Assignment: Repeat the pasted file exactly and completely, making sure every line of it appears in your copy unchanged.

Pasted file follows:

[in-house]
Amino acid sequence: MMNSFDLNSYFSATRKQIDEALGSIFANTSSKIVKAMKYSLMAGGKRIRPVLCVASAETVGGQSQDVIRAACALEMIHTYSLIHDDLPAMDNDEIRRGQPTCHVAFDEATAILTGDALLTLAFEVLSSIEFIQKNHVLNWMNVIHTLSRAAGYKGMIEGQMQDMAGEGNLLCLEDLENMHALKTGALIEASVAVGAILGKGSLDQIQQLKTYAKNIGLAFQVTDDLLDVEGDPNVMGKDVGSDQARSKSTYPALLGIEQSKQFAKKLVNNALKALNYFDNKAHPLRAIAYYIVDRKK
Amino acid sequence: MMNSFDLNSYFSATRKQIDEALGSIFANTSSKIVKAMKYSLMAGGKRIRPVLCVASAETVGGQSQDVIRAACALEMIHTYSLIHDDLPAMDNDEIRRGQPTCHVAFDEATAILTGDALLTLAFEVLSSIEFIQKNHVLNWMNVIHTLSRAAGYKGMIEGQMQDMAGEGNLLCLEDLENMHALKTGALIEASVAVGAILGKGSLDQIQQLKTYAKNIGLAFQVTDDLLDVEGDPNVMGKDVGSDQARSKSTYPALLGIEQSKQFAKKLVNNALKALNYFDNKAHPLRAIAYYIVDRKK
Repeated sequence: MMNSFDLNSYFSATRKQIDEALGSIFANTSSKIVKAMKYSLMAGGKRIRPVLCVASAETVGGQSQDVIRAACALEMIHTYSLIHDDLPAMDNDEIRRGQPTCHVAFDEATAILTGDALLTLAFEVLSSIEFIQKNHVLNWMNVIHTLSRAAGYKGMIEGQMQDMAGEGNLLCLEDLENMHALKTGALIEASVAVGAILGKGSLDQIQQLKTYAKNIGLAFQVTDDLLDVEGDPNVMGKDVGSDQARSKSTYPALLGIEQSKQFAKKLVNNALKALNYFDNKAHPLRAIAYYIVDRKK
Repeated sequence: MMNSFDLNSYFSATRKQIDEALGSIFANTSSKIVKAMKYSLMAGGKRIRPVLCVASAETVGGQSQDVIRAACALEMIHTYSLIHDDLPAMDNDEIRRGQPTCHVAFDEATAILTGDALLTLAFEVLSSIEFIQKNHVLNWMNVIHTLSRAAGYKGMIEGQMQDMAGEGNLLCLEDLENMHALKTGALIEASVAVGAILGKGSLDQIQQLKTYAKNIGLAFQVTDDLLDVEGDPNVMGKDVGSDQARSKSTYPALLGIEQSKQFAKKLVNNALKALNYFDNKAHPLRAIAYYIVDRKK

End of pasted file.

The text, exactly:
[in-house]
Amino acid sequence: MMNSFDLNSYFSATRKQIDEALGSIFANTSSKIVKAMKYSLMAGGKRIRPVLCVASAETVGGQSQDVIRAACALEMIHTYSLIHDDLPAMDNDEIRRGQPTCHVAFDEATAILTGDALLTLAFEVLSSIEFIQKNHVLNWMNVIHTLSRAAGYKGMIEGQMQDMAGEGNLLCLEDLENMHALKTGALIEASVAVGAILGKGSLDQIQQLKTYAKNIGLAFQVTDDLLDVEGDPNVMGKDVGSDQARSKSTYPALLGIEQSKQFAKKLVNNALKALNYFDNKAHPLRAIAYYIVDRKK
Amino acid sequence: MMNSFDLNSYFSATRKQIDEALGSIFANTSSKIVKAMKYSLMAGGKRIRPVLCVASAETVGGQSQDVIRAACALEMIHTYSLIHDDLPAMDNDEIRRGQPTCHVAFDEATAILTGDALLTLAFEVLSSIEFIQKNHVLNWMNVIHTLSRAAGYKGMIEGQMQDMAGEGNLLCLEDLENMHALKTGALIEASVAVGAILGKGSLDQIQQLKTYAKNIGLAFQVTDDLLDVEGDPNVMGKDVGSDQARSKSTYPALLGIEQSKQFAKKLVNNALKALNYFDNKAHPLRAIAYYIVDRKK
Repeated sequence: MMNSFDLNSYFSATRKQIDEALGSIFANTSSKIVKAMKYSLMAGGKRIRPVLCVASAETVGGQSQDVIRAACALEMIHTYSLIHDDLPAMDNDEIRRGQPTCHVAFDEATAILTGDALLTLAFEVLSSIEFIQKNHVLNWMNVIHTLSRAAGYKGMIEGQMQDMAGEGNLLCLEDLENMHALKTGALIEASVAVGAILGKGSLDQIQQLKTYAKNIGLAFQVTDDLLDVEGDPNVMGKDVGSDQARSKSTYPALLGIEQSKQFAKKLVNNALKALNYFDNKAHPLRAIAYYIVDRKK
Repeated sequence: MMNSFDLNSYFSATRKQIDEALGSIFANTSSKIVKAMKYSLMAGGKRIRPVLCVASAETVGGQSQDVIRAACALEMIHTYSLIHDDLPAMDNDEIRRGQPTCHVAFDEATAILTGDALLTLAFEVLSSIEFIQKNHVLNWMNVIHTLSRAAGYKGMIEGQMQDMAGEGNLLCLEDLENMHALKTGALIEASVAVGAILGKGSLDQIQQLKTYAKNIGLAFQVTDDLLDVEGDPNVMGKDVGSDQARSKSTYPALLGIEQSKQFAKKLVNNALKALNYFDNKAHPLRAIAYYIVDRKK